Heading up the second half of our flight was the Golden Child Hefeweizen (5.2% abv). This beer poured hazy golden in color, with almost no head. the taste was bready and starchy. Lots of banana flavor hit my tongue at first and continued on into the middle. Light body and light carbonation lead to a finish that was slightly malty, but mostly yeasty and banana-y. Not my favorite style to begin with, but especially not with such heavy banana flavor.

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Brotherly Love Dunkelweiss (5.5% abv) was next. It poured rich, dark brown, with moderate off white head. Aromas included lots of malty sweetness and a toasty character, though I did not get any of the banana that so defines the closely related Hefeweizen style. The taste was also a bit different, with a light grainy quality. The middle was somewhat bitter, with light body and light, tingly carbonation. It finished with more roastiness and malty sweetness.

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Fourth (or ninth, but who’s counting?) up was the Black Sheep Coffee Porter (5.2% abv). This one poured deep chocolate with thin tan head. It smelled roasty and slightly sweet. There was a slight coffee flavor afterward. It tasted almost like a rye at first, with a slight spice note, leading to some toasted malts and maybe a little coffee bitterness. Medium bodied and lightly carbonated, the drink finished somewhat bitter, but mostly it tasted like roasted malts. Tasty.

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I finished up with the nitro version of the Black Sheep. This version poured the same color, but with the thick cap of tan head that marks nitro beer’s signature feature. The aroma was very similar to the draft version. The taste was almost fruity, with something like a dark fruit sweetness at first. Then some bittersweetness came on into the middle. Medium body and light carbonation lead to the finish, which included rich, sweet flavors, with a touch of bittersweet chocolate. Oddly, I did not enjoy this one as much as the regular draft version.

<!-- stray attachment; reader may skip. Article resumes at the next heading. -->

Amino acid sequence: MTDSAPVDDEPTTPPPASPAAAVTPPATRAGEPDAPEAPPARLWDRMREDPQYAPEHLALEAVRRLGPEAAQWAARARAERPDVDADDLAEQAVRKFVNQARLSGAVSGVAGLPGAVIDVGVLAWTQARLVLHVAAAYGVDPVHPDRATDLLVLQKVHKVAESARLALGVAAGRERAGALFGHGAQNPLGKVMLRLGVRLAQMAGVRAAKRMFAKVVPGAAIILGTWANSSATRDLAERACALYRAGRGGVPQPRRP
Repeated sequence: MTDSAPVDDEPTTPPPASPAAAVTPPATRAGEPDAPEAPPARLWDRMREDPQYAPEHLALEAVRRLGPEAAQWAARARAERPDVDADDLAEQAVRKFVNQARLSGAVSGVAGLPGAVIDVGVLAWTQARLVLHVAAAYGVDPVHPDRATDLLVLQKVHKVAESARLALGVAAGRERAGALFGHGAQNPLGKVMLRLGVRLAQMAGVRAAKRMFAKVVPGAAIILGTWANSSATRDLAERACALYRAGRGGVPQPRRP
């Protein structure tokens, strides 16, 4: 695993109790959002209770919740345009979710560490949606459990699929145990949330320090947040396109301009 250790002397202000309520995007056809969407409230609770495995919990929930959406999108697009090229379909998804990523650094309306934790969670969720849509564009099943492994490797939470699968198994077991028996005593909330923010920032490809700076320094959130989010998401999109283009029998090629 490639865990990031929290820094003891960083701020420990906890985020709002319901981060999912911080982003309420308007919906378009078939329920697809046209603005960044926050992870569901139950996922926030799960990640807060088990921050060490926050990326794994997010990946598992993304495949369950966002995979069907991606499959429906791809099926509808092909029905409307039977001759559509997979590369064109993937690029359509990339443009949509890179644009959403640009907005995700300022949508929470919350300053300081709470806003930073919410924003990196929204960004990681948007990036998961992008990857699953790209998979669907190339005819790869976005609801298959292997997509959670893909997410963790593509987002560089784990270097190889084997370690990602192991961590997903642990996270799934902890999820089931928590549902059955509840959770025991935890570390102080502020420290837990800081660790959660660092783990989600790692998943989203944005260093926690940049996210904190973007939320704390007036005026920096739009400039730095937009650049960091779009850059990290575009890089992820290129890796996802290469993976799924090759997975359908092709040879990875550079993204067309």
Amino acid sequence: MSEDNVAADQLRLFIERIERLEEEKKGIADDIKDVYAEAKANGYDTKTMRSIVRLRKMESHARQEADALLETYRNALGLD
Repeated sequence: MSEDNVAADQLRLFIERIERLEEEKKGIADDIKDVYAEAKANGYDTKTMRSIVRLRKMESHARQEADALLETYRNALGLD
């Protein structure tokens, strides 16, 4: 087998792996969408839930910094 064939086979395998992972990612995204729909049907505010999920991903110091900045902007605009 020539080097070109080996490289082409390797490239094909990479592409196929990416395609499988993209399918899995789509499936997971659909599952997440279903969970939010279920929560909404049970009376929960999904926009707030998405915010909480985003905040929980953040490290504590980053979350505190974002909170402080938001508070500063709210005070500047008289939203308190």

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Elevate Your Taste Buds

Elevator Dark Force LagerMaking our rounds in and around Dayton, we stopped by (yes) another pub. This was more of a bar, but one with local beer on tap. One that caught my eye was Elevator Dark Force Dark Lager (5.9% abv). Brewed in Columbus by Elevator Brewery, this beer poured dark amber with thin, sudsy white head. It smelled mild, but of nothing else. The taste was just as mild. There was some bitterness before roasted malt flavors kicked in. The middle was just as mild, as the caremelly roastiness came back. Light body with medium carbonation, the beer finished with the roasty malts and the caramel. Overall, nothing to write home about.

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Never too Late to Celebrate! Prost!

Great Lakes OktoberfestWe were lucky enough to have people in Ohio saving beers for us since October that are not available where we live. Even luckier for us, Great Lakes Oktoberfest (6.5% abv) was set aside awaiting our arrival. This beauty poured a golden orange color, w/ thin white head. Sour and malty aromas came off of it, with a little sugary sweetness. The taste was rich and smooth. It had lots of roasty malts up front. There was some vegetal bitterness next, with a little spice note. Light-medium body and light-medium carbonation, it finished malty and bitter. Overall, it was a perfect example of a märzen style beer.